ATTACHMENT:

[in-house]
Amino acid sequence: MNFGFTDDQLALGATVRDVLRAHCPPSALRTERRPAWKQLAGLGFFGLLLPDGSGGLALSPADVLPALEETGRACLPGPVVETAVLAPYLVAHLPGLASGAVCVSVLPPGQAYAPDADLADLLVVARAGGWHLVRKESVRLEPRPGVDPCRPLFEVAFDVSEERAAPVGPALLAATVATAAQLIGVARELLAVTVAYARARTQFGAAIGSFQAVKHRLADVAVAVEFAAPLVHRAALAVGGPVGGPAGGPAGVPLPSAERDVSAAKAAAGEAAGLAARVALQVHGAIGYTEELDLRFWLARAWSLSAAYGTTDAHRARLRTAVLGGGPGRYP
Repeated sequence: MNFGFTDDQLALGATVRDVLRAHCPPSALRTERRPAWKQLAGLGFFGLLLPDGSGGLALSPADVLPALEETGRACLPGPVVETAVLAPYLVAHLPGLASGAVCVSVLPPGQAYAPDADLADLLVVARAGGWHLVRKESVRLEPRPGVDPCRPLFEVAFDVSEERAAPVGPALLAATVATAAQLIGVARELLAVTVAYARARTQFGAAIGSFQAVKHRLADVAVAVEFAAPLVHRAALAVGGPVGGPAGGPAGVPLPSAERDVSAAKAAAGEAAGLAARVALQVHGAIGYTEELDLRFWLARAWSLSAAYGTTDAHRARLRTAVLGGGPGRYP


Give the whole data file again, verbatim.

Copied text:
[in-house]
Amino acid sequence: MNFGFTDDQLALGATVRDVLRAHCPPSALRTERRPAWKQLAGLGFFGLLLPDGSGGLALSPADVLPALEETGRACLPGPVVETAVLAPYLVAHLPGLASGAVCVSVLPPGQAYAPDADLADLLVVARAGGWHLVRKESVRLEPRPGVDPCRPLFEVAFDVSEERAAPVGPALLAATVATAAQLIGVARELLAVTVAYARARTQFGAAIGSFQAVKHRLADVAVAVEFAAPLVHRAALAVGGPVGGPAGGPAGVPLPSAERDVSAAKAAAGEAAGLAARVALQVHGAIGYTEELDLRFWLARAWSLSAAYGTTDAHRARLRTAVLGGGPGRYP
Repeated sequence: MNFGFTDDQLALGATVRDVLRAHCPPSALRTERRPAWKQLAGLGFFGLLLPDGSGGLALSPADVLPALEETGRACLPGPVVETAVLAPYLVAHLPGLASGAVCVSVLPPGQAYAPDADLADLLVVARAGGWHLVRKESVRLEPRPGVDPCRPLFEVAFDVSEERAAPVGPALLAATVATAAQLIGVARELLAVTVAYARARTQFGAAIGSFQAVKHRLADVAVAVEFAAPLVHRAALAVGGPVGGPAGGPAGVPLPSAERDVSAAKAAAGEAAGLAARVALQVHGAIGYTEELDLRFWLARAWSLSAAYGTTDAHRARLRTAVLGGGPGRYP